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Flashdance The Musical

Published 15 October 2010

Leg warmers, ripped fishnets and bleached denim are back on stage in the iconic 80s story Flashdance.

But in a surprising, but welcome, twist, the creative team behind the musical have rejected the temptation to throw in too many eighties-tastic clichés and have ventured down a subtler route, giving the cast their chance to shine without so much as a shoulder pad for distraction.

Those expecting a nostalgic visit back to the days when Duran Duran ruled the airwaves and yo-yos were cool need not worry.  Flashdance’s famous soundtrack is there in its entirety, with Maniac, Gloria and Flashdance (What A Feeling!) belted out by a cast that has an abundance of energy and enthusiasm. There are perms a plenty and Victoria Hamilton-Barritt, as our heroine Alex, looks like she has stepped right out of The Bangles. But Arlene Philips’s choreography is modern and fresh, keeping the appeal of the production firmly in the present.

The story of Alex – welder by day, dancer by night – and her journey to her audition for a prestigious Pittsburgh dance school, is retold using an exhilarating mix of breakdance, hip-hop, ballet and contemporary dance. Alex and her equally dance obsessed friends Gloria, Keisha and Jazmin work in a bar run by their permanently flustered boss; the quaint, run-down dressing room contrasting with the neon lights and white interior of the strip club a few doors down.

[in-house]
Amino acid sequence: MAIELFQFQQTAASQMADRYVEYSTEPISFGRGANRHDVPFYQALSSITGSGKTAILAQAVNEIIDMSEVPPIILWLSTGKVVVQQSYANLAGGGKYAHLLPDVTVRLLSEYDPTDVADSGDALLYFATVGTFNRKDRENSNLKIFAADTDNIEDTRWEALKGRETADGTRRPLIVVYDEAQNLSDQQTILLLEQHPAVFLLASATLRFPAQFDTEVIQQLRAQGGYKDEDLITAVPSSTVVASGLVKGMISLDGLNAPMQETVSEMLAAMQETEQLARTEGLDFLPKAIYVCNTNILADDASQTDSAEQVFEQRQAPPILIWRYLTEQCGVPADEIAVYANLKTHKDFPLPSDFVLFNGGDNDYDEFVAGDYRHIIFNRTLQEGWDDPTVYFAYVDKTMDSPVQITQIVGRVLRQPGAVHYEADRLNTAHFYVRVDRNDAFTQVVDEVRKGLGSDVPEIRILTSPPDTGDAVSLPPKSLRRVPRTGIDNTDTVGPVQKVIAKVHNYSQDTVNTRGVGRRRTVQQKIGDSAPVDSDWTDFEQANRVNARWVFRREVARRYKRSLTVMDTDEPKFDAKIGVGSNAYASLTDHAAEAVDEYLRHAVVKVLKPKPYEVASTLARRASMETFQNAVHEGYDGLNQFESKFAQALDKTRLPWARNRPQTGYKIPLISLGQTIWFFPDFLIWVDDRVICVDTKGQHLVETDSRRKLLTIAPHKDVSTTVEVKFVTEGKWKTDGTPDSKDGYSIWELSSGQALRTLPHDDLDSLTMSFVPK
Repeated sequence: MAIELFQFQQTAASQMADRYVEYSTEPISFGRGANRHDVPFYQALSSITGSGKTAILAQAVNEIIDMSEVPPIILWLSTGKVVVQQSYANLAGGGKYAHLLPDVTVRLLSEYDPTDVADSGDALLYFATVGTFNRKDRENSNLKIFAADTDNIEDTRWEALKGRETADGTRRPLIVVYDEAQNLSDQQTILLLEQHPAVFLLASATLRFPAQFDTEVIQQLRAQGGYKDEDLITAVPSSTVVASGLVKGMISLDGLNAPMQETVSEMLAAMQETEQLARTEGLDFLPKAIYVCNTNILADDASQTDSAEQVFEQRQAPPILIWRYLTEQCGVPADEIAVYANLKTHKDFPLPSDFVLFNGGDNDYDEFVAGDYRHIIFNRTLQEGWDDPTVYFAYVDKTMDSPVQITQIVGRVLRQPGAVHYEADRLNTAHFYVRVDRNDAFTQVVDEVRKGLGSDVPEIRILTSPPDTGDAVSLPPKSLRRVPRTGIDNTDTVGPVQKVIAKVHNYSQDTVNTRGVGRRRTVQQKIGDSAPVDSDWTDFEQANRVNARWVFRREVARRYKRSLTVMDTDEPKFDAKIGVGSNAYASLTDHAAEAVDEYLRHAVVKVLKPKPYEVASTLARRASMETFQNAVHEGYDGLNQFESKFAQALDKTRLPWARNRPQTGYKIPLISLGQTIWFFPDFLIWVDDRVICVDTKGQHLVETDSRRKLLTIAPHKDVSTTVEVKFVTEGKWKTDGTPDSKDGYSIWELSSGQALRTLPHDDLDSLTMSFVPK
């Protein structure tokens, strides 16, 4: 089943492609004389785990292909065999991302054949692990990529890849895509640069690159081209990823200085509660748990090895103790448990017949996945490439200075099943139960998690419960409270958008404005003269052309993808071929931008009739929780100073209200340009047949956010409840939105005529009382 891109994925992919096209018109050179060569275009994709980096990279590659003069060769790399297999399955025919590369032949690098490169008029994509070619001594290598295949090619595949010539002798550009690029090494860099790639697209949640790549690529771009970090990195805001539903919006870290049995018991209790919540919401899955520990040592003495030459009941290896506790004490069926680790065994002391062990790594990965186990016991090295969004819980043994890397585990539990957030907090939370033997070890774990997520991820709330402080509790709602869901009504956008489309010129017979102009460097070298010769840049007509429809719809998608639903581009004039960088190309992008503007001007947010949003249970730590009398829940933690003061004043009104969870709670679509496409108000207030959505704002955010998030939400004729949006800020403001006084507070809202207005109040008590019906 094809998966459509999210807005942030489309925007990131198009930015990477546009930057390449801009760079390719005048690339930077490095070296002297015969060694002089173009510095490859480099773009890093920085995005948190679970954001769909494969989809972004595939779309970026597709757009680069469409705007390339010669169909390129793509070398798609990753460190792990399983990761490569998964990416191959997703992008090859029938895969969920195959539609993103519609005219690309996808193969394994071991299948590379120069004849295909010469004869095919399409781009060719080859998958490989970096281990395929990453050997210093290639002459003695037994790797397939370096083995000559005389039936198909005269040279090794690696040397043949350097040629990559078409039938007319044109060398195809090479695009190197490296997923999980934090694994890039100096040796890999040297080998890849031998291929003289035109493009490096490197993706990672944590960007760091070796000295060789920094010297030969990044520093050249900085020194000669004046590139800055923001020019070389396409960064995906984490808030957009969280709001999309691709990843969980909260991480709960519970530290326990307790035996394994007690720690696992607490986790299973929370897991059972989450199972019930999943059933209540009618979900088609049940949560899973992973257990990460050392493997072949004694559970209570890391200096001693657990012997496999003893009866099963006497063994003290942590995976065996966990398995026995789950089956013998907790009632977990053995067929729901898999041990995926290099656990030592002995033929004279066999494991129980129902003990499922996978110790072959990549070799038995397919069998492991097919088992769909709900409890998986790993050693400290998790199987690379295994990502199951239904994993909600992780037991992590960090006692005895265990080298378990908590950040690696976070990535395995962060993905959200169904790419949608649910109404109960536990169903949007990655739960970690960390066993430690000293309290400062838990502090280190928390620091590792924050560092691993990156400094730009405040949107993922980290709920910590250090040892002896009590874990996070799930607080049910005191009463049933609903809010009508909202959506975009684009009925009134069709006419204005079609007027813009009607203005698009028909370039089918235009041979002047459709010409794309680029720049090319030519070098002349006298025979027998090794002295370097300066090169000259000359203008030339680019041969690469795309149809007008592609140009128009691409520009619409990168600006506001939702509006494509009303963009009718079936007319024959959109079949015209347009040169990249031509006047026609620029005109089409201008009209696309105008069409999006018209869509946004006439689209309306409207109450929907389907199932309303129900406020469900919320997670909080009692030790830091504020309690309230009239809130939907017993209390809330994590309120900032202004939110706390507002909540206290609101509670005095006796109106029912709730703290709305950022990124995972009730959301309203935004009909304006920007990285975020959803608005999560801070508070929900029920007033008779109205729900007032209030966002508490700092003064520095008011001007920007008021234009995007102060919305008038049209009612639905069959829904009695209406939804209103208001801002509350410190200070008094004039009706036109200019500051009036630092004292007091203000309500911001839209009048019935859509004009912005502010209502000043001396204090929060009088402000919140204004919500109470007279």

At the centre of the story is the budding love affair between Alex and her new, young boss Nick Hurley. Former Busted star Matt Willis makes his West End debut as the bumbling, rich kid from the other side of town, who ultimately turns out to be anything but. What Willis lacks in experience and strength of voice, he makes up with leading man charisma and a committed, well-acted performance. But unquestionably, Hamilton-Barritt steals the show, portraying Alex as an unsung feminist icon, frustrated daughter – played opposite an excellent Sarah Ingram as her bohemian mother – and feisty girlfriend. Her voice, while not as pretty as other leading ladies, has a quality that perfectly fits her character and brings a much-needed edge. 

Flashdance The Musical is a show with edge – well, as much edge as anything with a dancing cop wearing aviator sunglasses – with drugs, crime, sex and rock n roll a plenty. But as with all good musicals you leave feeling uplifted, having witnessed a good old fashioned tale of female friendship, romance and, of course, what can happen when you choose to believe in yourself.

CM

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